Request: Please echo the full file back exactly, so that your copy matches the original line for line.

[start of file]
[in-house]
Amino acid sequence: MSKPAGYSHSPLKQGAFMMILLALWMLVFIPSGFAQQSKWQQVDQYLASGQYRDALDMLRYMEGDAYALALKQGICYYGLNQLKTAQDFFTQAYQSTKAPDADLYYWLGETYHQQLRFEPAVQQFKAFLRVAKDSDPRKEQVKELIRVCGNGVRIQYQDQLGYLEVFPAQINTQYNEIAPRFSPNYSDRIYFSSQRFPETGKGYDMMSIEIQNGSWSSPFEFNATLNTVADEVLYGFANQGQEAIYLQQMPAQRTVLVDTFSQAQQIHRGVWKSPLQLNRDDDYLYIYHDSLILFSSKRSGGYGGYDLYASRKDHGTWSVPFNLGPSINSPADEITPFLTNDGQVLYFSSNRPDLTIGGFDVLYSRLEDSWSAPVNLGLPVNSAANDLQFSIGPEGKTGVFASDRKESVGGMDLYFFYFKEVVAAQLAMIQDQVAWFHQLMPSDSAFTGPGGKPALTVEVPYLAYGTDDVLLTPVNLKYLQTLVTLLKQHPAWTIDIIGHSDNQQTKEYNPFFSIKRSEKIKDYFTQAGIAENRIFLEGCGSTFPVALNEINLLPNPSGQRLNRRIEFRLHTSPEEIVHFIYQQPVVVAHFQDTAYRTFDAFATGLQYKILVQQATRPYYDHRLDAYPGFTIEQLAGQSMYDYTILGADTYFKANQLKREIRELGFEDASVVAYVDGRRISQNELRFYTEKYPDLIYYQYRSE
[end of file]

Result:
[in-house]
Amino acid sequence: MSKPAGYSHSPLKQGAFMMILLALWMLVFIPSGFAQQSKWQQVDQYLASGQYRDALDMLRYMEGDAYALALKQGICYYGLNQLKTAQDFFTQAYQSTKAPDADLYYWLGETYHQQLRFEPAVQQFKAFLRVAKDSDPRKEQVKELIRVCGNGVRIQYQDQLGYLEVFPAQINTQYNEIAPRFSPNYSDRIYFSSQRFPETGKGYDMMSIEIQNGSWSSPFEFNATLNTVADEVLYGFANQGQEAIYLQQMPAQRTVLVDTFSQAQQIHRGVWKSPLQLNRDDDYLYIYHDSLILFSSKRSGGYGGYDLYASRKDHGTWSVPFNLGPSINSPADEITPFLTNDGQVLYFSSNRPDLTIGGFDVLYSRLEDSWSAPVNLGLPVNSAANDLQFSIGPEGKTGVFASDRKESVGGMDLYFFYFKEVVAAQLAMIQDQVAWFHQLMPSDSAFTGPGGKPALTVEVPYLAYGTDDVLLTPVNLKYLQTLVTLLKQHPAWTIDIIGHSDNQQTKEYNPFFSIKRSEKIKDYFTQAGIAENRIFLEGCGSTFPVALNEINLLPNPSGQRLNRRIEFRLHTSPEEIVHFIYQQPVVVAHFQDTAYRTFDAFATGLQYKILVQQATRPYYDHRLDAYPGFTIEQLAGQSMYDYTILGADTYFKANQLKREIRELGFEDASVVAYVDGRRISQNELRFYTEKYPDLIYYQYRSE